Down Syndrome statistics are an important part of understanding this chromosomal condition. It is one that is characterized by the presence of additional genetic material on the twenty-first chromosome. This can cause a multitude of different effects within people but the statistics include everyone regardless of these effects. They show that:
- Down syndrome is on the rise. It rose 31% between 1979 and 2003. This was an increase from nine to twelve persons out of 10,000 being born with Down syndrome. The prevalence (the total number of cases of Down syndrome in the population at a given time) of Down syndrome varies depending upon the state. For instance, 9.7% of babies in Arkansas were born with this syndrome while 13.7% were born with it in Utah.
- Older mothers are approximately five times more likely to give birth to a child with Down syndrome. In fact, it is estimated that 38.6 babies out of 10,000 are born with it. However, whenever this rate is monitored amongst younger women you will notice that only 7.8 babies out of 10,000 are born with Down syndrome.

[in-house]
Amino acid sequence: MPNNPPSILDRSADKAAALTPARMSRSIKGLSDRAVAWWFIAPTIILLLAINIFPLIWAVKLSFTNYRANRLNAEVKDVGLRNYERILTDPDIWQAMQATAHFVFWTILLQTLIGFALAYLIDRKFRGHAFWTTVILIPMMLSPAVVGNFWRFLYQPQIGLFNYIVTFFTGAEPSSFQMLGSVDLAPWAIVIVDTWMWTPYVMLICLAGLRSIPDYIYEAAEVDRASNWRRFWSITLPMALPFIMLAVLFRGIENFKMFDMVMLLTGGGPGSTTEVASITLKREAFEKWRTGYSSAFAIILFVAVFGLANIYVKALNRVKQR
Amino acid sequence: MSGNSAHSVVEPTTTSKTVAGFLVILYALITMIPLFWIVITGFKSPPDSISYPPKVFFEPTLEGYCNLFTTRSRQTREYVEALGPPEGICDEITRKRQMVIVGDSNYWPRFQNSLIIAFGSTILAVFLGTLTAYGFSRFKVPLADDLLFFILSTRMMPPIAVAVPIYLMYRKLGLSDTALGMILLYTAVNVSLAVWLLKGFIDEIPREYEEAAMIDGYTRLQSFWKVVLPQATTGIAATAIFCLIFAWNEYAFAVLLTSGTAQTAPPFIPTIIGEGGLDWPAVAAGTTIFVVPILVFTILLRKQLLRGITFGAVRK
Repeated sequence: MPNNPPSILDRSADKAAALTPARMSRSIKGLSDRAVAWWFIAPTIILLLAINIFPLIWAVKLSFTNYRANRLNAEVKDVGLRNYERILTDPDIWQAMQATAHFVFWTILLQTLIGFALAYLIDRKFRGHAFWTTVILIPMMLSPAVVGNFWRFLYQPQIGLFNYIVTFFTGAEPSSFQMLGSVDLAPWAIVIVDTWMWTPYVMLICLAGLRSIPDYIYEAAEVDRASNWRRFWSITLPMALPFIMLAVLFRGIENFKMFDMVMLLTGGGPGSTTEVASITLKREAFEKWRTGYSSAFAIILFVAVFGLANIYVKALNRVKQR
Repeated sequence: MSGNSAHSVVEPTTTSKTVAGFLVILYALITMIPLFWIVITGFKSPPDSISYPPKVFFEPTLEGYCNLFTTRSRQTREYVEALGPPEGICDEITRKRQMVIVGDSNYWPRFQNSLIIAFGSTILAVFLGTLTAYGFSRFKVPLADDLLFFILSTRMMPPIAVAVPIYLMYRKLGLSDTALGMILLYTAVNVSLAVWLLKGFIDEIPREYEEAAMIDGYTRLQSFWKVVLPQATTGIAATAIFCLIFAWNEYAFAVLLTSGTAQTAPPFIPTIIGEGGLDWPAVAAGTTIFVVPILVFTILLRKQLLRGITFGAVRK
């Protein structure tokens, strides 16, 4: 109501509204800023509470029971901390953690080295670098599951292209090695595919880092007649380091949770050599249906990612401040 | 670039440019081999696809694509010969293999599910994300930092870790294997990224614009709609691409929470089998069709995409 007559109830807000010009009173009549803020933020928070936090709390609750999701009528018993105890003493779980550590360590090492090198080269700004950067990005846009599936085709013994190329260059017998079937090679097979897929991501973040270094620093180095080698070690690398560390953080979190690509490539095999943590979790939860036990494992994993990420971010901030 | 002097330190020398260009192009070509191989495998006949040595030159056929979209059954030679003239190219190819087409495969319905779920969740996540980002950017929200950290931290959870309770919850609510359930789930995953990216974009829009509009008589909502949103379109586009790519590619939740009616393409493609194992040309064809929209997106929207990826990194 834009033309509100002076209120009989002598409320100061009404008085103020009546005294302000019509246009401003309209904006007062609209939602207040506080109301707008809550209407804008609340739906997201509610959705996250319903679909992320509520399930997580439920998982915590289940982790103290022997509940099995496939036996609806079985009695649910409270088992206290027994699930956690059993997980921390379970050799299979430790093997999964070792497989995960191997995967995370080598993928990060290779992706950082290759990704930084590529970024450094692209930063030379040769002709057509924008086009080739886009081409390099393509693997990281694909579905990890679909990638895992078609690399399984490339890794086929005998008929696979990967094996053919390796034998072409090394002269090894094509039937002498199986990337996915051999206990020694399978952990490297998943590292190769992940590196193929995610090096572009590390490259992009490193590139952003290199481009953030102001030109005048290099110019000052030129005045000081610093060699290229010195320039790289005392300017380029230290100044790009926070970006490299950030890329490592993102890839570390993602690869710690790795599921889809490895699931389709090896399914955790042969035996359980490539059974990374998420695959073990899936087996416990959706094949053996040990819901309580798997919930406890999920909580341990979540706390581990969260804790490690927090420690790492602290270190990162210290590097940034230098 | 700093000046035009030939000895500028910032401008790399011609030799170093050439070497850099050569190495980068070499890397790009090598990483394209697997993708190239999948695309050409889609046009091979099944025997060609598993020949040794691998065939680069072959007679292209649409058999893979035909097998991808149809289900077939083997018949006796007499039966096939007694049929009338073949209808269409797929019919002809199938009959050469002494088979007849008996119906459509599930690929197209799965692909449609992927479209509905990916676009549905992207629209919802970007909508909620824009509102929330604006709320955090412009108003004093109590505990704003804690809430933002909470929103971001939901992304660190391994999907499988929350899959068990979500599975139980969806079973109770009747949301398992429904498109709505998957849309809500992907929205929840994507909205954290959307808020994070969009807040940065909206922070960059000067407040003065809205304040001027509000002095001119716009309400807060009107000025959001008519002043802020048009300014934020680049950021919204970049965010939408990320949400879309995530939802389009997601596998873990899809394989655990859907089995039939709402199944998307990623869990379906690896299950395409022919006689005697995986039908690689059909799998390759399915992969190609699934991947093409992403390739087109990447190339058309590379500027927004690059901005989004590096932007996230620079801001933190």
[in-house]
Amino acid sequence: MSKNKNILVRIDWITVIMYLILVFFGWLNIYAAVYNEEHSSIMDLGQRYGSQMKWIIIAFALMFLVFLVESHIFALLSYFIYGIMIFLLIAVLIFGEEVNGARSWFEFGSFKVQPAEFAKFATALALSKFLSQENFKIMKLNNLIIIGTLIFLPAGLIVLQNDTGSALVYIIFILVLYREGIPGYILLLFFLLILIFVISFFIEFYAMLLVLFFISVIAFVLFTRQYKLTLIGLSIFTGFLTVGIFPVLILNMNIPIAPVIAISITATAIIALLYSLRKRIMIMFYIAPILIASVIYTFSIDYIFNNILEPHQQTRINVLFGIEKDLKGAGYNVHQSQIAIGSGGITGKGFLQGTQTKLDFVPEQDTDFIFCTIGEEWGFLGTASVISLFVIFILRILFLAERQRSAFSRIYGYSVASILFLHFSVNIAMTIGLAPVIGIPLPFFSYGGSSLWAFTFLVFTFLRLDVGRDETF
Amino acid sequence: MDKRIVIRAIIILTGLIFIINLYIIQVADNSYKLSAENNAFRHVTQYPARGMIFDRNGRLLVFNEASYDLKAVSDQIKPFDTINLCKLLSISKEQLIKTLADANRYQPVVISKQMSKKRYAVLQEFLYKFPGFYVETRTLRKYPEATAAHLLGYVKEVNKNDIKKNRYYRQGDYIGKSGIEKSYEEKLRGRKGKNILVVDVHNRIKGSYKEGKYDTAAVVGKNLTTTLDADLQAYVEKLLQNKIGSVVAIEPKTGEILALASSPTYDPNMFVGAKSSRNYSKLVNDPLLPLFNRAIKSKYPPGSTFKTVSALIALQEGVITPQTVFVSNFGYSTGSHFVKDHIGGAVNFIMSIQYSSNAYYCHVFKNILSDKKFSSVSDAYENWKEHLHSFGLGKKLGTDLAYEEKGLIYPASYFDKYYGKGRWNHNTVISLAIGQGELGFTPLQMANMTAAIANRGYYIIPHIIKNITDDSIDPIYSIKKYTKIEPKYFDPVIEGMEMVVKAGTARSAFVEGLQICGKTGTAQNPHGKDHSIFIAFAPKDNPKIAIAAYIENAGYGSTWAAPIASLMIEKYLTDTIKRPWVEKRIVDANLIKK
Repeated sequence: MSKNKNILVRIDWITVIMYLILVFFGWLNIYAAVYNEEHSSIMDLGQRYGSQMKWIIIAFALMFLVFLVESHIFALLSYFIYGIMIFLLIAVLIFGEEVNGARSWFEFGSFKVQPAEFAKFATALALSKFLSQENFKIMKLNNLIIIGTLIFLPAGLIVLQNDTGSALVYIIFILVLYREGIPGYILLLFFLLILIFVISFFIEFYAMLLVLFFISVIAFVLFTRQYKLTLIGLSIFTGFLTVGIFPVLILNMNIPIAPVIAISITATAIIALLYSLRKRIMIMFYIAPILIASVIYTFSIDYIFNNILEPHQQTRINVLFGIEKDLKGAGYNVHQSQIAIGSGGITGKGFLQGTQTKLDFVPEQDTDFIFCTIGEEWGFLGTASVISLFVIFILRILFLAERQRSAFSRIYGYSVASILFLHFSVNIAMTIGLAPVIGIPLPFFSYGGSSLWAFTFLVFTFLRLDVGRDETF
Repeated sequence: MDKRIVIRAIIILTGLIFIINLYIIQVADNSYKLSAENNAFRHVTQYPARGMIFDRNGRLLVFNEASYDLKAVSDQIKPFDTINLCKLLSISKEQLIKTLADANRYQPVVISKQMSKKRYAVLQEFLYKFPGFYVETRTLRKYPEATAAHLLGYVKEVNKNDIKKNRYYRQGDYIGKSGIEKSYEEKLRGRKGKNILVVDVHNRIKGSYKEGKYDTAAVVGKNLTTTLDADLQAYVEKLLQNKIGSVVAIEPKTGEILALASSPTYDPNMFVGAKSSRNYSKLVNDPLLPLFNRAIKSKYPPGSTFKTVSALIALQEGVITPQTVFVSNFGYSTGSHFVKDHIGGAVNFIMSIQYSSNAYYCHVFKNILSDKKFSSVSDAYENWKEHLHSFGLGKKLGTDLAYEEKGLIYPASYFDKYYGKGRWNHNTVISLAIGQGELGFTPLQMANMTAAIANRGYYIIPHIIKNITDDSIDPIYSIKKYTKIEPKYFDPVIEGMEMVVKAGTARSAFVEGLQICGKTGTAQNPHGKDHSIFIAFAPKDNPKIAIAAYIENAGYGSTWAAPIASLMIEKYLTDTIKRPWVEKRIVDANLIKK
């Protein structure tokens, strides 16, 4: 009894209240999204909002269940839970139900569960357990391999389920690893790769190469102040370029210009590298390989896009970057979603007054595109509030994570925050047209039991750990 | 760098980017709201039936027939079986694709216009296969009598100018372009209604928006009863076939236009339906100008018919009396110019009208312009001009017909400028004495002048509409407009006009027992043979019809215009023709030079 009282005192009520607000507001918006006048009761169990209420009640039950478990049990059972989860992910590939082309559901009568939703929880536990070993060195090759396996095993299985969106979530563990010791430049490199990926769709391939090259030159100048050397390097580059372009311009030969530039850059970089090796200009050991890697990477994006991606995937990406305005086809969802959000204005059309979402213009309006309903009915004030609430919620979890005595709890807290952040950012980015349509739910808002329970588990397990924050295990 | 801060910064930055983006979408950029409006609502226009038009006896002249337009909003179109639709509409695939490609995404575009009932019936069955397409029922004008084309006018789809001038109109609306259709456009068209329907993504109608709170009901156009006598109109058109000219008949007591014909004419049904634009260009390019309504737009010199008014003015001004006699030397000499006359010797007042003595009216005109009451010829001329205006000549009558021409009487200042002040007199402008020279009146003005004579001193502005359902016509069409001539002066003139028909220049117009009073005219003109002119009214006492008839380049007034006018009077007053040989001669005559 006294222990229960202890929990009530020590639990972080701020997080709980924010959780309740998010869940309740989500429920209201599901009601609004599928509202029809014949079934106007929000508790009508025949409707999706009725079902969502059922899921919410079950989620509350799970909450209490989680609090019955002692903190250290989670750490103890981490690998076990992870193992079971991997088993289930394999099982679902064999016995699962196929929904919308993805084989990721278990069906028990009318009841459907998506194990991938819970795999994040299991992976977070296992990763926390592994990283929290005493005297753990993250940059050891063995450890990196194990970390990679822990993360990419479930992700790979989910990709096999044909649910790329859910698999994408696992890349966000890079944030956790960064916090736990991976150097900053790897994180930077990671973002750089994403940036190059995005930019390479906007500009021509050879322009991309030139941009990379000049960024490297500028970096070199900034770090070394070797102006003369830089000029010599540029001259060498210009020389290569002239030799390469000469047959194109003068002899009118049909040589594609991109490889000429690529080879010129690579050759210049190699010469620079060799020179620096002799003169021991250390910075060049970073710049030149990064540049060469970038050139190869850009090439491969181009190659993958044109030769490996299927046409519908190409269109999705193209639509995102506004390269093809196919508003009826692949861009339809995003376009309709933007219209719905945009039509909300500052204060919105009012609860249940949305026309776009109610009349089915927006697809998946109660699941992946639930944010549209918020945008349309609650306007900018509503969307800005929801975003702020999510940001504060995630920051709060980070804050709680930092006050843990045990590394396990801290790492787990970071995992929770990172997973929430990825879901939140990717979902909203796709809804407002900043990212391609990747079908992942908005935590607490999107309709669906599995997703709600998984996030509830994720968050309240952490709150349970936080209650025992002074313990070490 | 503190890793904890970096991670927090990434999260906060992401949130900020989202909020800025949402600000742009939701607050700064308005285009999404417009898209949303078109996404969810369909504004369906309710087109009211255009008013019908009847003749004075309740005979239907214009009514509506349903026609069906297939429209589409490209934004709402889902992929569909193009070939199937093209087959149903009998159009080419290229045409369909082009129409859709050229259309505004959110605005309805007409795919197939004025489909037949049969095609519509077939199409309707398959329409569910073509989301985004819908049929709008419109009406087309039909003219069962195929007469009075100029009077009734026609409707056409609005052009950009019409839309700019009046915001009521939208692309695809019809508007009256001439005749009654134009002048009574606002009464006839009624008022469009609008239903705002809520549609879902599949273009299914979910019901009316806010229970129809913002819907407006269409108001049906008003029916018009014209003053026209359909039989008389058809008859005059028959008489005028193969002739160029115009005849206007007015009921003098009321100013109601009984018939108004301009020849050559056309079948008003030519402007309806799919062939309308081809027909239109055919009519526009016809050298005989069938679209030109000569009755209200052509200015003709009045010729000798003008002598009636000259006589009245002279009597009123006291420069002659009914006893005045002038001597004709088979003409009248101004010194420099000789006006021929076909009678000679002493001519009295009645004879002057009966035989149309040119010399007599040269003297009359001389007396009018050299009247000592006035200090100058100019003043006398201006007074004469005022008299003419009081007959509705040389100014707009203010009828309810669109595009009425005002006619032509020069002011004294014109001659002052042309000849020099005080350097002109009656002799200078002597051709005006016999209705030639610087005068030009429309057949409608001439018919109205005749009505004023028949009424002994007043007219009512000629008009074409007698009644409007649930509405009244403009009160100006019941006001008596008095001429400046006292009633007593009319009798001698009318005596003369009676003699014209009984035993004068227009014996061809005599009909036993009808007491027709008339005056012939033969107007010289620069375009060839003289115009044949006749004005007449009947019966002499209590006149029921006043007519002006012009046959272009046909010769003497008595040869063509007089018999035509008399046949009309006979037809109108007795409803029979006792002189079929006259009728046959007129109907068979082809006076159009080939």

- One in every 1,000 children and adolescents under the age of 19 has Down syndrome. This means that 83,000 children and adolescents in America has been diagnosed with it. The age group with the highest prevalence is that of newborn to age three with the age group with the lowest prevalence being that of adolescents between the age of 16 and 19.
- The ethnic group with the least occurrence of Down syndrome is African Americans. On the other hand, the ethnic group with the highest occurrence is Hispanics. Non-Hispanics, whites and other ethnicities fall somewhere in the middle of these two ethnic groups whenever the prevalence of this disorder is considered.
- More males tan females are diagnosed with Down syndrome. Unfortunately, most of those who were diagnosed with this syndrome also had major congenital heart defects. On the other hand, those who didn’t have major congenital heart defects usually didn’t have a high occurrence of Down syndrome either.